A Wilder Market Weston Fen
Please help us make Market Weston Fen bigger, better and more joined-up for wildlife.
Market Weston Fen is a very special place for wildlife. Being one of the finest fragments of valley fen in East Anglia, it is home to over 250 different flowering plants, 20 species of butterfly and 200 types of moth. You can also see numerous dragonfly on the wing through summer with swallows darting and wheeling around the cattle into autumn. Look out for fox on frosty winter mornings.
It is an internationally important wildlife site designated both a UK Site of Special Scientific Interest (SSSI) and a European Special Area of Conservation (SAC).
Thanks to your support, the reserve has been extended over the years and currently covers 100 acres. We now have a unique chance to buy a further 78 acres to create a 178-acre nature reserve.
Nature needs more space to thrive, and together with other Wildlife Trusts across the UK, we’re aiming to put 30% of land and sea in recovery for nature by 2030. The expansion of Market Weston Fen will mean the wetland habitat is more resilient to climate change and will allow us to naturalise former arable fields into transitional habitat. Where two habitats meet and integrate in an ‘ecotone’ like this, magical things can happen and a wider variety of species will flourish.
A legacy gift kindly left to the Trust by Rosemary Wilson has put the land purchase within our reach – but we still need your help to make it happen.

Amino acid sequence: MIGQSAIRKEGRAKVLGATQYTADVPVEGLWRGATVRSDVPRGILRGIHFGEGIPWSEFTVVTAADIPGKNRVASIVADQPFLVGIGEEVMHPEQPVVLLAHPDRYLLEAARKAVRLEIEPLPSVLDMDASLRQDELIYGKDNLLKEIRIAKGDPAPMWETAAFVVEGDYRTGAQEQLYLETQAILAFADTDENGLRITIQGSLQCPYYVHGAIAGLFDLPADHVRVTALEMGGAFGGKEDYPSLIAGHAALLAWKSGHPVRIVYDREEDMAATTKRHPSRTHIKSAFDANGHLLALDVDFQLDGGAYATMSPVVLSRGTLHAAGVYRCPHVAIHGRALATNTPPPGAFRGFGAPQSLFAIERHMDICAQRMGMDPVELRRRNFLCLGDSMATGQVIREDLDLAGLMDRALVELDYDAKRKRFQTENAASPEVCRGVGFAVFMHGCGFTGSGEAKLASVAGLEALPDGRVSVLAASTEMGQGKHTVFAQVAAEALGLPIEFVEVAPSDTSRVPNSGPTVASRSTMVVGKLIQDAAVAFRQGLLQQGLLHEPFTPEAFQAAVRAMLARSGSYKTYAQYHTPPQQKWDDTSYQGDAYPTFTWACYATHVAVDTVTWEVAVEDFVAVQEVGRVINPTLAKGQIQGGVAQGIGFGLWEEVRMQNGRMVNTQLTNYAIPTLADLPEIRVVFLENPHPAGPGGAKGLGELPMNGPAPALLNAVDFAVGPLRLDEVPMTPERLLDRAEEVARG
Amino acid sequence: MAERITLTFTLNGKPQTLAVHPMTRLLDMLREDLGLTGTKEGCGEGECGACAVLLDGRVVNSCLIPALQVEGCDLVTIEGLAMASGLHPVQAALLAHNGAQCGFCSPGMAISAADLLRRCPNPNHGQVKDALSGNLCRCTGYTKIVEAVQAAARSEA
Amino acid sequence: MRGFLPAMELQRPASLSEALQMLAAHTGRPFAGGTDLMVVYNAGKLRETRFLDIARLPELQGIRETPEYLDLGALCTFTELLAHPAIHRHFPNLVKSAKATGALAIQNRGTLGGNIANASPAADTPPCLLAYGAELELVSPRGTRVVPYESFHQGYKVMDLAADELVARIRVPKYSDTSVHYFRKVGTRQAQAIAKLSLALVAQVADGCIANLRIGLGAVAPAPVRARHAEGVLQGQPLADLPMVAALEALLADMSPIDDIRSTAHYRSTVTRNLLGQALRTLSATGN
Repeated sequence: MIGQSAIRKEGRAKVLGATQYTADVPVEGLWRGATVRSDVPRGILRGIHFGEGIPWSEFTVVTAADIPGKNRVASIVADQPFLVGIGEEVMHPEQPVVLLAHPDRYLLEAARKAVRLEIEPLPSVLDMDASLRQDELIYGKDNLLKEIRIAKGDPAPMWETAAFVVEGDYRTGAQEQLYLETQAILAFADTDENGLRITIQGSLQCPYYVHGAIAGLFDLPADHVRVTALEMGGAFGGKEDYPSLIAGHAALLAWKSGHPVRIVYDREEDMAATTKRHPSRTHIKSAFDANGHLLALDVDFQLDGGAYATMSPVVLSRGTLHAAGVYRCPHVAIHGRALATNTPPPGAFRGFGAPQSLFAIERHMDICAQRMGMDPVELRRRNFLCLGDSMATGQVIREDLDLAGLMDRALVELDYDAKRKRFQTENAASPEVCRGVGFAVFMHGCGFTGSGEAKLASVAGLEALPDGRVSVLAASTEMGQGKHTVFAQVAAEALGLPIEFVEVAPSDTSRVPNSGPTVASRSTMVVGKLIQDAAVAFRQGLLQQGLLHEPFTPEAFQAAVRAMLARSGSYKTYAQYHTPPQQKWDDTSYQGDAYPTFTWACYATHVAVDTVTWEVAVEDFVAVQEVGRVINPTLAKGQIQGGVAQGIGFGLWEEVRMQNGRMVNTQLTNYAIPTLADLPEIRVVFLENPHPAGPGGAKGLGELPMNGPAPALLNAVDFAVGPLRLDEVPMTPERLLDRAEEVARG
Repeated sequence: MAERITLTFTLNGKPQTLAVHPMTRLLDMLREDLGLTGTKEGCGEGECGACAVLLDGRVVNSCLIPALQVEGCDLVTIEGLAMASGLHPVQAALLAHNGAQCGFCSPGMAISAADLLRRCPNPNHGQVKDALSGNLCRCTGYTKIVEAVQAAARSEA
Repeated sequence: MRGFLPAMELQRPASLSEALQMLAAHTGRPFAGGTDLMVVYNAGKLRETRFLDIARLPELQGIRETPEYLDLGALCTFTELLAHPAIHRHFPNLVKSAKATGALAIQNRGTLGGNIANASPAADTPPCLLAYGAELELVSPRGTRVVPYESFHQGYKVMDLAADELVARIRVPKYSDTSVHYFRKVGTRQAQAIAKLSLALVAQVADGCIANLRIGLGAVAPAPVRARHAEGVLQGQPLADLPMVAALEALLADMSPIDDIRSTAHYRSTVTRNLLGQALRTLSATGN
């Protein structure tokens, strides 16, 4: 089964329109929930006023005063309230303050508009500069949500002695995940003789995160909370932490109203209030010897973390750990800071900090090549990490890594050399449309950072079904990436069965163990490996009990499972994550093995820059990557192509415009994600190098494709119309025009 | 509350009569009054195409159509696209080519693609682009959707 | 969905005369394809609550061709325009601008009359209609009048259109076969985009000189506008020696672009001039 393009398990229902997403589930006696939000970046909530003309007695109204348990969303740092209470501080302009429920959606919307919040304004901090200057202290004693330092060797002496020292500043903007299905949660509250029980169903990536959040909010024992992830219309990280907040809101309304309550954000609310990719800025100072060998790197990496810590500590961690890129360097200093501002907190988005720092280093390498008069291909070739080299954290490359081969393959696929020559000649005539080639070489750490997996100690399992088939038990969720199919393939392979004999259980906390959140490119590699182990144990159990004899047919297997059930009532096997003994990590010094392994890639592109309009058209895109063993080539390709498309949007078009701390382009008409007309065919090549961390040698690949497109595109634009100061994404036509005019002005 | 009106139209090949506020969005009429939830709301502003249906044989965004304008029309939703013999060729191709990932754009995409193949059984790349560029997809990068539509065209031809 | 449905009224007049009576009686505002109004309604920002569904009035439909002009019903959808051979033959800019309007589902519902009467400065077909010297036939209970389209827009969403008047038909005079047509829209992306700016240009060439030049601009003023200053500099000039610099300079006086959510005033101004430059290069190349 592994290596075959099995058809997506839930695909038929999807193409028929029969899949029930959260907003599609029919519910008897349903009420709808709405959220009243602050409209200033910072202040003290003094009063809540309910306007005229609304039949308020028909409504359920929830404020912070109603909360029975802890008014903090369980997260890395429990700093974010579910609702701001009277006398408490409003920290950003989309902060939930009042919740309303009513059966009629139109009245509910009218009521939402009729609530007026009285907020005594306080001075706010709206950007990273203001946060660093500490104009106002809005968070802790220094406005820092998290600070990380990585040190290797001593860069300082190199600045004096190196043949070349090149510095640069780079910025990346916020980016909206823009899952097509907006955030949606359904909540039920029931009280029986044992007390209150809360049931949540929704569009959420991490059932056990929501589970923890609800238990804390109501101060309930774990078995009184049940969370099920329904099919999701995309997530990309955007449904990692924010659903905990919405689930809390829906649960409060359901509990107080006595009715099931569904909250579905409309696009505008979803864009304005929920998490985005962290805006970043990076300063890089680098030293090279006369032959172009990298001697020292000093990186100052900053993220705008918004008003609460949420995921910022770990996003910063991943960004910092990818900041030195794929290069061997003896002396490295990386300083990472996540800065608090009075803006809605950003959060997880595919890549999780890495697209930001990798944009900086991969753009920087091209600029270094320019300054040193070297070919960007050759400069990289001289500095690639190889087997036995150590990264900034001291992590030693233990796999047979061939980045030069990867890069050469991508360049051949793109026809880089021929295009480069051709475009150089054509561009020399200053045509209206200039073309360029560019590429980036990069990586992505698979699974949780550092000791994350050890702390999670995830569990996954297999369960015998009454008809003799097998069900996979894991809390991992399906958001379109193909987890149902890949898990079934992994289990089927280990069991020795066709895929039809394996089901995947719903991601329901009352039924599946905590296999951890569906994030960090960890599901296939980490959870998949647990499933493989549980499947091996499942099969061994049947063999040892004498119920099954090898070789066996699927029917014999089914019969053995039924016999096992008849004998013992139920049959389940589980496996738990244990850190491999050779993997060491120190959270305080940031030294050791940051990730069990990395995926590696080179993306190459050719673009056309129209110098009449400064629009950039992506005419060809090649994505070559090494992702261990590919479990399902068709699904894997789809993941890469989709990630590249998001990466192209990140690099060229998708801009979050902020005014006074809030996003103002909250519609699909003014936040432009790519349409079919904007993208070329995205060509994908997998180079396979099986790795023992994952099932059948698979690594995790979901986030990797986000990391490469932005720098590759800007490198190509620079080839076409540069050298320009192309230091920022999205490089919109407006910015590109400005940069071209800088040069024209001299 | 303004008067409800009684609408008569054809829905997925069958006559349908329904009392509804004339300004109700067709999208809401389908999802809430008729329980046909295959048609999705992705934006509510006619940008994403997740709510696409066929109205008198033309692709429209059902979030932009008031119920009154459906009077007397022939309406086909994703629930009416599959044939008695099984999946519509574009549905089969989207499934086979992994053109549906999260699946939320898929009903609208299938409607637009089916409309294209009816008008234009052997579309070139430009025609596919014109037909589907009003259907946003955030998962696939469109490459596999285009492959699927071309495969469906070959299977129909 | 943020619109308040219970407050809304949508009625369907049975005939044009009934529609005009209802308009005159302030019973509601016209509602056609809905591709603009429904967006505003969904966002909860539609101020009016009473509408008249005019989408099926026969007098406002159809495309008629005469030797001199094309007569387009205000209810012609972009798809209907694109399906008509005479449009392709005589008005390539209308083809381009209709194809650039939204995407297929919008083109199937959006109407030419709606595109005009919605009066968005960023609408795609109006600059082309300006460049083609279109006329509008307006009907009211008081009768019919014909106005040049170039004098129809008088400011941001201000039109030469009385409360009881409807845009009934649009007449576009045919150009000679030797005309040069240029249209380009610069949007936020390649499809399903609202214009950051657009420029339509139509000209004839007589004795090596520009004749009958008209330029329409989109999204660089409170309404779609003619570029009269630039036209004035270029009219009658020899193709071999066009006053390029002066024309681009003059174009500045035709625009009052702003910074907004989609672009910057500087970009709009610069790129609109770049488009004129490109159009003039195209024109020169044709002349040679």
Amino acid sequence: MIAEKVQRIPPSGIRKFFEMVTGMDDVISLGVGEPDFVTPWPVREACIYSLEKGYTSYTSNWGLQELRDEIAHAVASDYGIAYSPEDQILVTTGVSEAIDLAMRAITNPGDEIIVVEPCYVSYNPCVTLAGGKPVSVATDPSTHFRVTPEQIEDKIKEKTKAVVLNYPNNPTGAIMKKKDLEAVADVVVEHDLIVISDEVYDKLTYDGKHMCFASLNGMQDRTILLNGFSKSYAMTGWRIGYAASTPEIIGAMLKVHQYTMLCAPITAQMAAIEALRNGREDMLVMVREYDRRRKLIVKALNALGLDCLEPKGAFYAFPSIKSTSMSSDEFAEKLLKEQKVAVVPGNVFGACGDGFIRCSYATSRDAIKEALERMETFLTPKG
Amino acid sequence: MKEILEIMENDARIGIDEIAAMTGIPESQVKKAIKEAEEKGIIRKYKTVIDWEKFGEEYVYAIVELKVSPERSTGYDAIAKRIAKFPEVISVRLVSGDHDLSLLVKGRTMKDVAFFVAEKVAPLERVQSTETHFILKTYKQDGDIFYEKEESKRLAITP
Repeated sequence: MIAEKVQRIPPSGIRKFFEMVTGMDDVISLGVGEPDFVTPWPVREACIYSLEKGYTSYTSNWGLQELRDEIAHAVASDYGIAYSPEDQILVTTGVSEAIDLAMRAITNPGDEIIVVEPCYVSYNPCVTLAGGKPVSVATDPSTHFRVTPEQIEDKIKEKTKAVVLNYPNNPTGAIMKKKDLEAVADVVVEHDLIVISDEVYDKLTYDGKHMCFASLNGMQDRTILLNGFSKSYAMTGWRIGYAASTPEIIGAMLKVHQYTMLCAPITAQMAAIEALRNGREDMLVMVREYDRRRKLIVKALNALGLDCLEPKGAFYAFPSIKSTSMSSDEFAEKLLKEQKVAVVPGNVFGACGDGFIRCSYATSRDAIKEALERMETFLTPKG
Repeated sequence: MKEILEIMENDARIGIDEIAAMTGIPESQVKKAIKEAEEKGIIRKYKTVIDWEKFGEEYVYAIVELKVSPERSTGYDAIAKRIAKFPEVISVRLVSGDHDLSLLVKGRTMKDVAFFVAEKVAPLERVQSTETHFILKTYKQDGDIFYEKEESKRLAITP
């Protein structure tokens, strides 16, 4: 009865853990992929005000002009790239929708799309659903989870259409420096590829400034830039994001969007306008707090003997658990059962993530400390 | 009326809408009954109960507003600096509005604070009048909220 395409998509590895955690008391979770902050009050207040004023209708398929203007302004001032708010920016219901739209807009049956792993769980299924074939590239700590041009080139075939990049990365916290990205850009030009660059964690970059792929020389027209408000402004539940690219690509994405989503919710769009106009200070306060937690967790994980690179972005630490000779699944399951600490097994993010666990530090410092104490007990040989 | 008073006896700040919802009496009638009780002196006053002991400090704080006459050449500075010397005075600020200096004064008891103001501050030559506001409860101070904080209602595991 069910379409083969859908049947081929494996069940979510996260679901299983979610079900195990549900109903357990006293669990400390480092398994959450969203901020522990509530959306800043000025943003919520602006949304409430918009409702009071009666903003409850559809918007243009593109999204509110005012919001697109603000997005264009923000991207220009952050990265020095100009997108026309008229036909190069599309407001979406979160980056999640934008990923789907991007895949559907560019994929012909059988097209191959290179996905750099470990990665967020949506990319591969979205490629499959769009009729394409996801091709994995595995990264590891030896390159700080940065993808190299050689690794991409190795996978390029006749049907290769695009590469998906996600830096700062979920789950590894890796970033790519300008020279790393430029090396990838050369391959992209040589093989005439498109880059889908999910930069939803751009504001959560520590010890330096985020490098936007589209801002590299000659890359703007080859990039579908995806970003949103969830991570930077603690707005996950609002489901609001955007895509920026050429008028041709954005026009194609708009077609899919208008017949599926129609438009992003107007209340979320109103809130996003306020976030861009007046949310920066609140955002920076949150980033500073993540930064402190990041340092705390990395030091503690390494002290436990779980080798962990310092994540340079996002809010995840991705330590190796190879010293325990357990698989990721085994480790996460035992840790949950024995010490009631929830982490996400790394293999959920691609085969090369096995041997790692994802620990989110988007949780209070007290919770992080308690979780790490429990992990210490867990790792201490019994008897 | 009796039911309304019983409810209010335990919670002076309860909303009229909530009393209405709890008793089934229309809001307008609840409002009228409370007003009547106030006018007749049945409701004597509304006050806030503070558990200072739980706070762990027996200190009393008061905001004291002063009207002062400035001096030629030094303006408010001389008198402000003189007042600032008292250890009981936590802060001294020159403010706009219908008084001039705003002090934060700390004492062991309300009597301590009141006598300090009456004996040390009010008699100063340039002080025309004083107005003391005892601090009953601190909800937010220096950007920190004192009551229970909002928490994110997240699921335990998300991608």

Buying land is a chance to safeguard it for wildlife – forever. Please help us raise a further £250,000. Thank you!
Choose an amount
Donate £33Your gift could help us buy 20 square metres of fen-edge habitat.
Donate £66Your gift could help us buy 40 square metres of fen-edge habitat.
Donate £495Your gift could help us buy 300 square metres of fen-edge habitat.
About Market Weston Fen
Market Weston Fen nature reserve is one of the most intact valley fens in East Anglia.
As spring takes hold, the succession of colour across the fen reflects the varied plant communities that have developed through centuries of grazing and conservation mowing. Today, the fen is grazed by cattle to help maintain the rich fen flora. The saw sedge beds are a unique feature of Suffolk’s valley fens and are still cut for traditional uses such as thatching.
By high summer, dragonflies and damselflies are on the wing. They breed in the many ponds scattered across the fen. Some of the ponds, called pingos, were formed by large blocks of ice which slowly melted during the last ice age, leaving behind a water-filled depression. Beyond the peat fen there is a higher area of heath. Sandy lenses jut out into the fen, producing a different flora to the wetter areas, with species such as heath-spotted orchid, yellow-rattle and quaking grass.
Small wetlands are especially vulnerable to the impact of outside influences like changing water levels. Market Weston Fen escaped the drying-out effects of water abstraction and drainage which damaged many other fens in this region and remains one of the most wildlife-rich valley fens in East Anglia.
By working across the landscape to link up and secure the hydrology of fenland sites we can ensure they survive for future generations to enjoy.
Some of the species highlights found at Market Weston Fen
Land to be purchased alongside our Market Weston Fen nature reserve.